So we relaxed our social rule against premarital sex and pregnancy and childbirth. The result of course was that we got an explosion of all these things. In short, we got an explosion of sexual irresponsibility among young persons, who have a general tendency toward irresponsibility to begin with. And we got a concomitant explosion of children growing up with a single parent, many fathers of these children having in effect abandoned the children and their mothers. And great numbers of these half-abandoned children, as they grew older, became very poor students at school; and (if boys) they became members of delinquent and criminal gangs; and (if girls) they became, like their own mothers, unmarried mothers. And so on and so forth. In a circle.

By and large, our collective decision a half-century ago to treat unmarried sex and pregnancy and childbirth with compassion has proven to be a tremendous social catastrophe. It has devastated the black lower class, and is increasingly devastating the white lower class as well.

But who cares? We were compassionate. That’s the important thing, isn’t it? We believed that social rules – or at least sexual rules – should have no painful consequences; and if they do, we should get rid of them.

Likewise with same-sex marriage. We’ve heard a million sad stories. Adam and Steve are in love. It breaks their hearts that they are unable to marry one another. It causes them shame and embarrassment that their fellow Americans regard them as second-class citizens, undeserving of exercising that precious human right to marriage. Ah, but we are a compassionate nation. Our immensely sympathetic hearts go out to poor Adam and Steve. And so we change our rules. We get rid of a fundamental marriage rule that goes back to time immemorial in order that the tears should be wiped away from the faces of gay lovers and be replaced with smiles. Love wins.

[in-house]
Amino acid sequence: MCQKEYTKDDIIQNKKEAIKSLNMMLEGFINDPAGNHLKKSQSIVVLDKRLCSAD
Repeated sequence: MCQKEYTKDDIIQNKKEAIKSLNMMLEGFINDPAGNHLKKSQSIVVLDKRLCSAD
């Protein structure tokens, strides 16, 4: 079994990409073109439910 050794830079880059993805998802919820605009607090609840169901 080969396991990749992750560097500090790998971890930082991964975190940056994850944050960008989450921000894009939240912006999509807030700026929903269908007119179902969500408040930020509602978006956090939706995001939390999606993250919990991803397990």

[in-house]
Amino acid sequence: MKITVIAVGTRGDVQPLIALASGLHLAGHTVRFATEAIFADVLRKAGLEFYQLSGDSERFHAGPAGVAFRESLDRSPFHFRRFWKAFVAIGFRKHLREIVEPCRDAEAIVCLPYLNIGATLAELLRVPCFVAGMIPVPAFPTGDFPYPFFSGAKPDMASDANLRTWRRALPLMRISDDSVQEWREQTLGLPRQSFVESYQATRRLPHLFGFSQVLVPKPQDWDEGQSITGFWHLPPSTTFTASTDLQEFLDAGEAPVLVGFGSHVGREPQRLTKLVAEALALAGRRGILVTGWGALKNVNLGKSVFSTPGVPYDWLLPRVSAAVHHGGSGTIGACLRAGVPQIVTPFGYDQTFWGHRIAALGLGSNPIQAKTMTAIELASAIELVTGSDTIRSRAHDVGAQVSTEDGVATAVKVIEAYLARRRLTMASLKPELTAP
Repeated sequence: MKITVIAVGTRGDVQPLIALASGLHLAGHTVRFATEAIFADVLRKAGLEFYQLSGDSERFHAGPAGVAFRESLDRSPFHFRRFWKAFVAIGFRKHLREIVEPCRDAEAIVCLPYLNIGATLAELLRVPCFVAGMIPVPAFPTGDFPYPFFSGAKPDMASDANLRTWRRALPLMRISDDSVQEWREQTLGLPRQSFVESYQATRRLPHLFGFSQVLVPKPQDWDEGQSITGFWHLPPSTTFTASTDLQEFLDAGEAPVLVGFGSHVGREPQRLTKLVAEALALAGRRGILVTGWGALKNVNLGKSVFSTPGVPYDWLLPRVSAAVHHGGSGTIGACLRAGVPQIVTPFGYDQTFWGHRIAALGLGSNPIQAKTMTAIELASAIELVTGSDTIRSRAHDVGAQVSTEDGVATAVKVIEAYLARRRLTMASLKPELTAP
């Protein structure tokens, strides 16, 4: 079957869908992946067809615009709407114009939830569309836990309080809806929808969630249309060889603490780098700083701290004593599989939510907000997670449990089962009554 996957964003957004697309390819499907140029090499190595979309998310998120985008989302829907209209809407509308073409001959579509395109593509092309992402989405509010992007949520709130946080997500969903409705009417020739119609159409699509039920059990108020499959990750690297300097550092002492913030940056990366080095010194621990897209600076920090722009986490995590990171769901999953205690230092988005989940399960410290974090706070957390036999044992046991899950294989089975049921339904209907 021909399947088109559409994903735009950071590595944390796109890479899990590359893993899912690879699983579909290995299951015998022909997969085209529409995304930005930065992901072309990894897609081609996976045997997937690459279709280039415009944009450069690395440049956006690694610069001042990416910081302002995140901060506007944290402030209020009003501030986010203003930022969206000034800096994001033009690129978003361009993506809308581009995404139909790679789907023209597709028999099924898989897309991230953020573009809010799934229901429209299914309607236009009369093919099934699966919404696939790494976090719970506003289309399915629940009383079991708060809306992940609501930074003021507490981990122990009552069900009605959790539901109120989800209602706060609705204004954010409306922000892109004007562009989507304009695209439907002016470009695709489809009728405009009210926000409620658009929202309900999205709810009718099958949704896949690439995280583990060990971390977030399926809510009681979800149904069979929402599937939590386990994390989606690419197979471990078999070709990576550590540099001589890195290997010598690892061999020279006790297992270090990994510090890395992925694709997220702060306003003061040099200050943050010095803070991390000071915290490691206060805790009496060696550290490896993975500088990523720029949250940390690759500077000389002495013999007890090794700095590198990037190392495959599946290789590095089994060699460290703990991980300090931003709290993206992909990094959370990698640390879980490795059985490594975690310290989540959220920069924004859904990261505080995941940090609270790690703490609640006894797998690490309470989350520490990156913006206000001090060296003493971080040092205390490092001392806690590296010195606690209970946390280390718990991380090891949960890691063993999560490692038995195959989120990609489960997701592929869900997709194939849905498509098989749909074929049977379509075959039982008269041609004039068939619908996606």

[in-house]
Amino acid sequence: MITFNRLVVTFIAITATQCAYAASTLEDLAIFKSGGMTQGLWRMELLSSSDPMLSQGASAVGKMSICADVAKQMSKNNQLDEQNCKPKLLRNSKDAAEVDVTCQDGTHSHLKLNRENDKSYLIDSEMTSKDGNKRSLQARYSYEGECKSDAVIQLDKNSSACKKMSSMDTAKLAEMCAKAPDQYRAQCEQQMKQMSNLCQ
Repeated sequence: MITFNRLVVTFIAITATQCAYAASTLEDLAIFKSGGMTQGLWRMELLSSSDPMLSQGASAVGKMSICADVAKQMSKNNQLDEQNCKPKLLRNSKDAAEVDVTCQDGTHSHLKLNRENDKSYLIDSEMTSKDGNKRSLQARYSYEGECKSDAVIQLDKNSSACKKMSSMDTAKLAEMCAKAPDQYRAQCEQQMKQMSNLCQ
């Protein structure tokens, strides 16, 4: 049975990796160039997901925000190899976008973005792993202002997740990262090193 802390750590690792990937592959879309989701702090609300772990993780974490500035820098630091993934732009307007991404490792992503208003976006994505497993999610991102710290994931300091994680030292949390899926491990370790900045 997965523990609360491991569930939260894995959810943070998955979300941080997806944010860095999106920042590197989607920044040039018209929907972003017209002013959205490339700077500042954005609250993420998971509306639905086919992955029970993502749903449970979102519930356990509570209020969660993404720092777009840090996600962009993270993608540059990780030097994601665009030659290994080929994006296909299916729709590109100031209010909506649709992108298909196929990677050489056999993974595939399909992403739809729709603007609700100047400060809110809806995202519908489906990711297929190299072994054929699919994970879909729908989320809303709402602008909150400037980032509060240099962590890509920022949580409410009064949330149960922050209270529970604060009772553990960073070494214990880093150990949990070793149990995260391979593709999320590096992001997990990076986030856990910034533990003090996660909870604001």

So far, the catastrophic consequences of all this have not shown up in obvious ways. But they will. Wait and see.

It is very dangerous, it has the power to destroy us – this “chemical” combination of (a) the un-Benthamite notion that we can have rules that produce nothing but good results and (b) feelings of compassion whenever we hear a sad story. And the powerful and ubiquitous “progressive” propaganda machine is expert at telling sad stories.

David Carlin

David Carlin

David Carlin is professor of sociology and philosophy at the Community College of Rhode Island, and the author of The Decline and Fall of the Catholic Church in America.

  • Michael DeLorme

    Ideas have consequences—wrote Richard M. Weaver. Sexual activity always has consequences, writes David Carlin. In both cases, history ineluctably confirms them.

  • KarenJo12

    The social penalties for out of wedlock childbearing fell exclusively on women. Do you believe that is just? Why? If not, how would you equalize the penalties?

    • DougH

      The same pressure on the women to marry their children’s fathers was also on the fathers to marry their children’s mothers. For the modern day, I have no problem with mandatory child support for men that get unmarried women pregnant.

    • ThirstforTruth

      I think the answer lies within the scope of compassionate families, not within the
      purview of government. If a young woman became pregnant out of wedlock